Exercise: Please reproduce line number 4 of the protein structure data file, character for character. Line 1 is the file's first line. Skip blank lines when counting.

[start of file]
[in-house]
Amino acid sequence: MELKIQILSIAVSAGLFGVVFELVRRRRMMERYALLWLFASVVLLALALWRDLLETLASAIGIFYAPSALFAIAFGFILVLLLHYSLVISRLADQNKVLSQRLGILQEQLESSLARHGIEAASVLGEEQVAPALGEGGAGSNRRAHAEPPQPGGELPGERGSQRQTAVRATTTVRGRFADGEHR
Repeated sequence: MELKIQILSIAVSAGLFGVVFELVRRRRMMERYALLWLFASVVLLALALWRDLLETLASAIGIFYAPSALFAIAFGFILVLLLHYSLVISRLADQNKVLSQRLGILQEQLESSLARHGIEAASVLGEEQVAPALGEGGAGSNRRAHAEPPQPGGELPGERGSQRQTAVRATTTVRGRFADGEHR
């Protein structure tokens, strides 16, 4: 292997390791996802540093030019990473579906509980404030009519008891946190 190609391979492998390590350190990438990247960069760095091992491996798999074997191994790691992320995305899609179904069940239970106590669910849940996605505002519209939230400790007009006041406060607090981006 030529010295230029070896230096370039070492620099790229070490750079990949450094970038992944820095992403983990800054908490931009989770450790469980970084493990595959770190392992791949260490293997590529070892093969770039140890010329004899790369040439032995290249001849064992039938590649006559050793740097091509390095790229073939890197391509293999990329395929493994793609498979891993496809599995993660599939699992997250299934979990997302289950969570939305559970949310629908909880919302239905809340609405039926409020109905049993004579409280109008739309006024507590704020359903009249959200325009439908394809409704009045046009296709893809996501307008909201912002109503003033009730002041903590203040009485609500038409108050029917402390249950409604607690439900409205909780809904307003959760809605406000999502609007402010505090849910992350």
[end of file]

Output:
């Protein structure tokens, strides 16, 4: 292997390791996802540093030019990473579906509980404030009519008891946190 190609391979492998390590350190990438990247960069760095091992491996798999074997191994790691992320995305899609179904069940239970106590669910849940996605505002519209939230400790007009006041406060607090981006 030529010295230029070896230096370039070492620099790229070490750079990949450094970038992944820095992403983990800054908490931009989770450790469980970084493990595959770190392992791949260490293997590529070892093969770039140890010329004899790369040439032995290249001849064992039938590649006559050793740097091509390095790229073939890197391509293999990329395929493994793609498979891993496809599995993660599939699992997250299934979990997302289950969570939305559970949310629908909880919302239905809340609405039926409020109905049993004579409280109008739309006024507590704020359903009249959200325009439908394809409704009045046009296709893809996501307008909201912002109503003033009730002041903590203040009485609500038409108050029917402390249950409604607690439900409205909780809904307003959760809605406000999502609007402010505090849910992350």